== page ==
Samwise Gamgee returns to the Shire, in the final scene of Return of the King (2003)

Samwise Gamgee returns to the Shire, in the final scene of Return of the King (2003)

“There is no safe place from the injuries of history; home as a place or a time of innocence can only be an illusion. But the poet doesn’t recover the bitter past to serve present grudges – his acts of remembering, his quest for identity are grounded in generosity.

“And from this sense of loss and recovery, this mix and merging, this reckoning with the complexities of the past, present national identity and patterns of belonging can be fruitfully formed. The way Walcott has worked the material of his complicated memories and inheritance in the Caribbean represents an exemplary openness to making a new model of the homeland, which doesn’t exclude, but rather includes, which doesn’t justify, but seeks to understand. No home is an island; no homegrown culture can thrive in permanent quarantine. We’re all wayfarers and we make our destinations as we go.” – Marina Warner


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Read related: Virtual Borders, Virtual Wars

Filmkrant – Slow Criticism – Wither Europe?


Thanks to the miracle that is the internet, I was given the opportunity to contribute to Filmkrant’s critical round-up of the European continent’s cinematic produce, where I was asked to focus – of course – on the Maltese Islands.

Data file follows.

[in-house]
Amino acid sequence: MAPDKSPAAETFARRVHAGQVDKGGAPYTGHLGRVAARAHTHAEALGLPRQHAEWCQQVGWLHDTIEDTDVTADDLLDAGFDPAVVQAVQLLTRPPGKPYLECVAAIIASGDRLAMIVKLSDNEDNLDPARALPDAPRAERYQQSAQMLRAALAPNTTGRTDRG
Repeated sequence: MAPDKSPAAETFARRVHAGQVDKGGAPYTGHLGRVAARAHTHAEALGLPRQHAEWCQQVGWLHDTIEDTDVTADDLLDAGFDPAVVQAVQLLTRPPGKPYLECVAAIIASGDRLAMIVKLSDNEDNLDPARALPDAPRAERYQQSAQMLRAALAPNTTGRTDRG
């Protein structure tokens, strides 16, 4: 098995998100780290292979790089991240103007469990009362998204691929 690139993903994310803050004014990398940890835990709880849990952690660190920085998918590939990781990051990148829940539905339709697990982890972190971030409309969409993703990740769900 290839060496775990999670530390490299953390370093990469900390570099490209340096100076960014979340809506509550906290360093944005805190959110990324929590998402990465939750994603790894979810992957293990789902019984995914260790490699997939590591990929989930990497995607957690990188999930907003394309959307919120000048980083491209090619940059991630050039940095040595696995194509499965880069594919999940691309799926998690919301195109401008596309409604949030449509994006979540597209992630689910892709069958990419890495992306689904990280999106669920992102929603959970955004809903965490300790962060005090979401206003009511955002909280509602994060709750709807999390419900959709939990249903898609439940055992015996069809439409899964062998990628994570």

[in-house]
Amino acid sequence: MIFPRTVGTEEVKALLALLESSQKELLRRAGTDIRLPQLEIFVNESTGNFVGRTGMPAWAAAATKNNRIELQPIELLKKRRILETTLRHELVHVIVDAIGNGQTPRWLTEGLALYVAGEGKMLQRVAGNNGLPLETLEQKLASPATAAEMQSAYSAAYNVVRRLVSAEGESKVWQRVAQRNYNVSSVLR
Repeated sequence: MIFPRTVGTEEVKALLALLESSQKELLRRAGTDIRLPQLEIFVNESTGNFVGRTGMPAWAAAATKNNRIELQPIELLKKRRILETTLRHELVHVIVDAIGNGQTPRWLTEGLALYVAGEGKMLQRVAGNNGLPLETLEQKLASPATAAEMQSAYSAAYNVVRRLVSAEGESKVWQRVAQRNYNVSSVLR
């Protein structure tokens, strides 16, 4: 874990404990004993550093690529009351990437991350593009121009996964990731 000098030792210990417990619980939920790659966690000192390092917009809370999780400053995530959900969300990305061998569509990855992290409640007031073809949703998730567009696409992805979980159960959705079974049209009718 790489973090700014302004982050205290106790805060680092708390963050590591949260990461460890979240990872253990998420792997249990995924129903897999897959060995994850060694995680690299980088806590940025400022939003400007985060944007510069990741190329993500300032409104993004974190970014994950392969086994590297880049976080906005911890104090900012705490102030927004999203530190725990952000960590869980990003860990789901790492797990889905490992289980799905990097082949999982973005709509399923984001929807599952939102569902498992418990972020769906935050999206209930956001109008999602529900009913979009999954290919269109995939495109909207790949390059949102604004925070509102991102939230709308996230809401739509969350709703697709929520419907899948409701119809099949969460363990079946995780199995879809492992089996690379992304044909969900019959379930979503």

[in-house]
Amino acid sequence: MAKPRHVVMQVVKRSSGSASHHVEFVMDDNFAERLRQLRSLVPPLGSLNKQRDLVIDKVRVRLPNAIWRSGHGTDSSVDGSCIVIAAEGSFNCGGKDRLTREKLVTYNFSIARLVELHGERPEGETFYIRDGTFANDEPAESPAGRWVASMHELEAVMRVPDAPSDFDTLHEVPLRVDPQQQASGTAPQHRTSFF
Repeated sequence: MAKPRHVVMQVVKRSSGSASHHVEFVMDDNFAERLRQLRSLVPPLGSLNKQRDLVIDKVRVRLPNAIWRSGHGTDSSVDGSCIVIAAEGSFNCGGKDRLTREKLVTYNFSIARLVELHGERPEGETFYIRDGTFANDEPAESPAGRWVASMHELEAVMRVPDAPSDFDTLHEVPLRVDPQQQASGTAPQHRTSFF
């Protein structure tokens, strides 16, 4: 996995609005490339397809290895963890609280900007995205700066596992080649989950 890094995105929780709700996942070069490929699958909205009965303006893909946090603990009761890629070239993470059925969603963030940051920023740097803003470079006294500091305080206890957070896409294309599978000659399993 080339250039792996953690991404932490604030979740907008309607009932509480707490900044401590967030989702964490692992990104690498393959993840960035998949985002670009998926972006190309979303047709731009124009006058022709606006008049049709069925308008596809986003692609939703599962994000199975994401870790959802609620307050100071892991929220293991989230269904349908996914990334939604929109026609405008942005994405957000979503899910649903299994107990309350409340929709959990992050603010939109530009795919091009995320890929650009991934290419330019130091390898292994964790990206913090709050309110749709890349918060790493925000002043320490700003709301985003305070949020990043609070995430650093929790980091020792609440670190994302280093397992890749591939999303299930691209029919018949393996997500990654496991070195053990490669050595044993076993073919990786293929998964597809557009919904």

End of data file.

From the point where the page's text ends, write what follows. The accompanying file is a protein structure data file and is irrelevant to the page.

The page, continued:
The project appealed to me because contributors weren’t expected to scrounge around for hard facts and statistics, or trot out iron-clad opinions. Instead, they were hoping to create a collection of ‘slow criticism’ pieces, which would hopefully offer up a more ephemeral and intimate glimpse of European cinema.
To quote the magazine’s editorial:

‘We weren’t looking for facts & figures, for economics & industry, but for a snapshot, some instantaneous, and haphazard exposure, an examination of the cinematic pulse, a shipwrecked treasure from the tidelines, a message from the fault lines of history and the trenches of life. We asked them to be foreign correspondents in their own countries, travelling ambassadors in the realm of cinephilia, to lend us their ears and eyes and hearts and other senses to become the intelligences of this weird and wonderful beast that is Europe.’

Click here the editorial and links to all contributions.

Click here for my contribution on Malta.